The Tanzanian public has gone wild for its new President John “The Bulldozer” Magufuli.
After sweeping to victory in October 2015, Magufuli has embarked on a remorseless purge of corruption - an issue that has plagued the East African state.
In 2014, donors suspended aid to the East African state after senior politicians lifted over $100 million from the central bank. Tanzania languishes in the bottom third of Transparency International’s corruption index.
Shoddy governance partly explains why, despite abundant natural resources and being the second-largest aid recipient in Sub-Saharan Africa, poverty remains endemic in Tanzania, with 70% of the population living on less than $2 a day.
The new broom
The new president made his intentions clear in his first speech to parliament.
“I’m telling government officers who are lazy and negligent to be prepared: They were tolerated for a long time. This is the end,” Magufuli warned.
The Bulldozer was as good as his word. In the weeks and months since taking office, he has declared war on corruption and waste, including:
- Slashing the cabinet from 30 to 19 posts, merging some ministries and dispensing with others.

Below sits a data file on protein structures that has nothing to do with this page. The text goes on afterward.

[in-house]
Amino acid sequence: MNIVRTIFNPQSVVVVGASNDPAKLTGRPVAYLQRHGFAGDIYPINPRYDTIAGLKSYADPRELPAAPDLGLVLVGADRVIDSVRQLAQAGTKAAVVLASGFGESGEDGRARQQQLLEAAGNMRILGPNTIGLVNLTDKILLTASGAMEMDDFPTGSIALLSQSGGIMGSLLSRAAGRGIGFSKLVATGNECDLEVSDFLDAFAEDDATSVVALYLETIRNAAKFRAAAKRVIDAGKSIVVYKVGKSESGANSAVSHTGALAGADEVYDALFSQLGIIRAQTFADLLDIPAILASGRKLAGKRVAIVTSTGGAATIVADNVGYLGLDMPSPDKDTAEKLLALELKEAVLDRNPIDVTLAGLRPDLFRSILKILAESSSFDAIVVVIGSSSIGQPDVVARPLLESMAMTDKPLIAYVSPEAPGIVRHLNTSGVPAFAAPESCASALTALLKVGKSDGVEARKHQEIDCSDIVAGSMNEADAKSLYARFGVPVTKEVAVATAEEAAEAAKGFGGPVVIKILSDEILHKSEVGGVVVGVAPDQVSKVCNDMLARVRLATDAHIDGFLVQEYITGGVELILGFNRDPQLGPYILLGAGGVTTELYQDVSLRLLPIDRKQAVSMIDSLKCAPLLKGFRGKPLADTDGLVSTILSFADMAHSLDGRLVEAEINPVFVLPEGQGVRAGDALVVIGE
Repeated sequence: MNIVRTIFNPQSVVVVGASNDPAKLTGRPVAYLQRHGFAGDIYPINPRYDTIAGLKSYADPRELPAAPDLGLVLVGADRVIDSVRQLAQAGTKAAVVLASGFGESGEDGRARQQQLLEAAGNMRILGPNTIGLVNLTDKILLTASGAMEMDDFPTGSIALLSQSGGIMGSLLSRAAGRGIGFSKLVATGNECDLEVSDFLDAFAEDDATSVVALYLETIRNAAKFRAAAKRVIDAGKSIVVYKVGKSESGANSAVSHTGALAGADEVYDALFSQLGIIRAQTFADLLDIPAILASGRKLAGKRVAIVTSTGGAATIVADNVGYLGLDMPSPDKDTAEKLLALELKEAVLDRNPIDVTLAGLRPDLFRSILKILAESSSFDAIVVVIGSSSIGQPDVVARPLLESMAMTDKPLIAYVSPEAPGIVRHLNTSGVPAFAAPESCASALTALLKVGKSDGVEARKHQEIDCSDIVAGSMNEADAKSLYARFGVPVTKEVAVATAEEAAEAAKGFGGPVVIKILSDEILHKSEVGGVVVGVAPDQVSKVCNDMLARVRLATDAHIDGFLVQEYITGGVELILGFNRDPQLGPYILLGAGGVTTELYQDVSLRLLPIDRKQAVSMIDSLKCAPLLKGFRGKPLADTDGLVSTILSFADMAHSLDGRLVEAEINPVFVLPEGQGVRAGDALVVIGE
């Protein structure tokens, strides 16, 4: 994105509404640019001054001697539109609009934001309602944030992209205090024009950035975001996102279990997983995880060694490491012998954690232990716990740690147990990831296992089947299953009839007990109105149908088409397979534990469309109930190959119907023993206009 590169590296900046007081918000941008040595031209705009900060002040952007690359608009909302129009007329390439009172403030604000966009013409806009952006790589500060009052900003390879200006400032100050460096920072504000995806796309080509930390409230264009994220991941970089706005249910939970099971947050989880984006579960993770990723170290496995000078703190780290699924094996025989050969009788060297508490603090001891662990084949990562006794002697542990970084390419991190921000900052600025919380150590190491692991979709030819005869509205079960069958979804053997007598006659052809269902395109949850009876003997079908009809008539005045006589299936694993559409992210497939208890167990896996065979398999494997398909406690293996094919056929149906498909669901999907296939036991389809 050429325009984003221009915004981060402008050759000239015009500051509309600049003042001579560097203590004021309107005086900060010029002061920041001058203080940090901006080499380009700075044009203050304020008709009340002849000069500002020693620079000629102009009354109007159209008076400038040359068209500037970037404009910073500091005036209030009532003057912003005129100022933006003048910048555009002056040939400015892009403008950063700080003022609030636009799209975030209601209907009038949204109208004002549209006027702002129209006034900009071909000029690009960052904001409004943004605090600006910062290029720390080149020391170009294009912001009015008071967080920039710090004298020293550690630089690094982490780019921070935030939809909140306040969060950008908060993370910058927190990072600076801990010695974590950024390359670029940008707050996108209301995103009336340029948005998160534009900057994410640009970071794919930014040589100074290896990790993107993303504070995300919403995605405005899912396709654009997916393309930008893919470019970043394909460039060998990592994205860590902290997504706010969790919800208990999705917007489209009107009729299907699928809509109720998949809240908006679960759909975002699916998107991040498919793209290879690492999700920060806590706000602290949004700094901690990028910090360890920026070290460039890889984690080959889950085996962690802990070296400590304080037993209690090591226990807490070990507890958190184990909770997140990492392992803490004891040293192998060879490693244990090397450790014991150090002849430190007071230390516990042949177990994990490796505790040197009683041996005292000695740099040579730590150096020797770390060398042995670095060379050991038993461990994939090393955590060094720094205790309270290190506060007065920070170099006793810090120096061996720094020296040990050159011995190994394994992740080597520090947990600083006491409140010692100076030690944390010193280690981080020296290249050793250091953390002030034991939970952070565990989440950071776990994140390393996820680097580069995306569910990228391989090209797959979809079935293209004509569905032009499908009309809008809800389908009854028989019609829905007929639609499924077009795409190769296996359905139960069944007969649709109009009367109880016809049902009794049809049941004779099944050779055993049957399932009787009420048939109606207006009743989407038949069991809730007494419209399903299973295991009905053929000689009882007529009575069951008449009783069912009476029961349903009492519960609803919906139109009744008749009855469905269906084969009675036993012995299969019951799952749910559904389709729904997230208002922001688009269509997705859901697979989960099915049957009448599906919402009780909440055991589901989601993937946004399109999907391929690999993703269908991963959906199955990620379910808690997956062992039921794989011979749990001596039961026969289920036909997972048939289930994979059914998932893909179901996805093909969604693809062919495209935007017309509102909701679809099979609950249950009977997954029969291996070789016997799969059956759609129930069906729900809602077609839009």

- Firing tainted officials such as Ports Authority Director General Awadhi Massawef and anti-corruption chief Edward Hoseah.
- Banning inessential foreign travel for politicians, and business class flights for all but the most senior figures.
- Personally visiting ministries to ensure that staff are at their desks.
- Cracking down on lavish state events. He even banned independence day celebrations in favor of leading a street cleaning campaign to address the nation’s cholera outbreak.
What would Magufuli do?
The President’s reforms have inspired one of the country’s most enduring and popular hashtags - #WhatWouldMagufuliDo - as social media users mimic his no-frills approach for comic effect.
The hashtag spawned dedicated accounts:
It also inspired a new verb, to “Magufulify” - defined as: “To render or declare an action faster or cheaper; 2. to deprive [public officials] of their capacity to enjoy life at taxpayers’ expense; 3. to terrorize lazy and corrupt individuals in society.”
There was jealousy abroad, particularly in neighboring Kenya - where President Uhuru Kenyatta is known for his jet-setting lifestyle.
Magufuli’s popularity may be the start of a new trend for hands-on governance:
But not everybody is getting carried away.
Local commentators point out that Magufuli’s Chama Cha Mapinduzi party has itself been mired in scandal, and that many previous leaders have presented themselves as crusaders against corruption before eventually succumbing to it.
The Bulldozer may struggle to maintain his stratospheric popularity long term - but right now Tanzania’s action man is the hero of the hour.